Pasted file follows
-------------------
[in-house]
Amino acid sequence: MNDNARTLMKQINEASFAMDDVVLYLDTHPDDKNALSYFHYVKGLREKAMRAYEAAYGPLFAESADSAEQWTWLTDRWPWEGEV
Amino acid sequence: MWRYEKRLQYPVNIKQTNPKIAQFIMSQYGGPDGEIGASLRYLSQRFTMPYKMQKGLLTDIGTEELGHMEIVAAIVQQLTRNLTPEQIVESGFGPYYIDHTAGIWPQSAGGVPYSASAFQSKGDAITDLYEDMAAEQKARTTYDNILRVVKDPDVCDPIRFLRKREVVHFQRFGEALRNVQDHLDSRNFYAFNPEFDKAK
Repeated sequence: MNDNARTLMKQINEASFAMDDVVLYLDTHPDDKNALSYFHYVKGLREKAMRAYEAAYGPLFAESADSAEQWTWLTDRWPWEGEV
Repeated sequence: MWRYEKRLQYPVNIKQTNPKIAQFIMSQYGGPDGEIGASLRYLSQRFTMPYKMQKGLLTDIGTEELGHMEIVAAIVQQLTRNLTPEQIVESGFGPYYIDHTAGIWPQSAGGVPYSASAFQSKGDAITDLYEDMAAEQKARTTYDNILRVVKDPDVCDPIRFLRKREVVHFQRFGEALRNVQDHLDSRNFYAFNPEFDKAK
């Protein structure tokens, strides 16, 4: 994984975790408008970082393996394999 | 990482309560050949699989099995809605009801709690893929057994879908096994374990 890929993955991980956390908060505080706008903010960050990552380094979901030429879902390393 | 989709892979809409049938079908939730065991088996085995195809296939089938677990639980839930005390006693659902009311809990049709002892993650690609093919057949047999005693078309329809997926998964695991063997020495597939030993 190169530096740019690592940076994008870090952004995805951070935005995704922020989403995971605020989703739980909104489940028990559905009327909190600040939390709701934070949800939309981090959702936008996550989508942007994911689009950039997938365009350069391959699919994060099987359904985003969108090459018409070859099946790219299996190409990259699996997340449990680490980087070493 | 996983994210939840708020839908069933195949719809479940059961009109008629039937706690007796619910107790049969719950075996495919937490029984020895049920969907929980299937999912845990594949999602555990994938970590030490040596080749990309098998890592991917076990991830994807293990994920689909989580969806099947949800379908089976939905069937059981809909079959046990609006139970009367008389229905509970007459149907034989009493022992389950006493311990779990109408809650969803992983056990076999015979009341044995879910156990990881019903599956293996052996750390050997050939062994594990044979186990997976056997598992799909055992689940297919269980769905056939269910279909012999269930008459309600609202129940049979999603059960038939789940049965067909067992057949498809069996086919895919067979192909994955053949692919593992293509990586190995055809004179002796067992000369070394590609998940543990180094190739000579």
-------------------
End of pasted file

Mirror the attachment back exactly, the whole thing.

[in-house]
Amino acid sequence: MNDNARTLMKQINEASFAMDDVVLYLDTHPDDKNALSYFHYVKGLREKAMRAYEAAYGPLFAESADSAEQWTWLTDRWPWEGEV
Amino acid sequence: MWRYEKRLQYPVNIKQTNPKIAQFIMSQYGGPDGEIGASLRYLSQRFTMPYKMQKGLLTDIGTEELGHMEIVAAIVQQLTRNLTPEQIVESGFGPYYIDHTAGIWPQSAGGVPYSASAFQSKGDAITDLYEDMAAEQKARTTYDNILRVVKDPDVCDPIRFLRKREVVHFQRFGEALRNVQDHLDSRNFYAFNPEFDKAK
Repeated sequence: MNDNARTLMKQINEASFAMDDVVLYLDTHPDDKNALSYFHYVKGLREKAMRAYEAAYGPLFAESADSAEQWTWLTDRWPWEGEV
Repeated sequence: MWRYEKRLQYPVNIKQTNPKIAQFIMSQYGGPDGEIGASLRYLSQRFTMPYKMQKGLLTDIGTEELGHMEIVAAIVQQLTRNLTPEQIVESGFGPYYIDHTAGIWPQSAGGVPYSASAFQSKGDAITDLYEDMAAEQKARTTYDNILRVVKDPDVCDPIRFLRKREVVHFQRFGEALRNVQDHLDSRNFYAFNPEFDKAK
């Protein structure tokens, strides 16, 4: 994984975790408008970082393996394999 | 990482309560050949699989099995809605009801709690893929057994879908096994374990 890929993955991980956390908060505080706008903010960050990552380094979901030429879902390393 | 989709892979809409049938079908939730065991088996085995195809296939089938677990639980839930005390006693659902009311809990049709002892993650690609093919057949047999005693078309329809997926998964695991063997020495597939030993 190169530096740019690592940076994008870090952004995805951070935005995704922020989403995971605020989703739980909104489940028990559905009327909190600040939390709701934070949800939309981090959702936008996550989508942007994911689009950039997938365009350069391959699919994060099987359904985003969108090459018409070859099946790219299996190409990259699996997340449990680490980087070493 | 996983994210939840708020839908069933195949719809479940059961009109008629039937706690007796619910107790049969719950075996495919937490029984020895049920969907929980299937999912845990594949999602555990994938970590030490040596080749990309098998890592991917076990991830994807293990994920689909989580969806099947949800379908089976939905069937059981809909079959046990609006139970009367008389229905509970007459149907034989009493022992389950006493311990779990109408809650969803992983056990076999015979009341044995879910156990990881019903599956293996052996750390050997050939062994594990044979186990997976056997598992799909055992689940297919269980769905056939269910279909012999269930008459309600609202129940049979999603059960038939789940049965067909067992057949498809069996086919895919067979192909994955053949692919593992293509990586190995055809004179002796067992000369070394590609998940543990180094190739000579």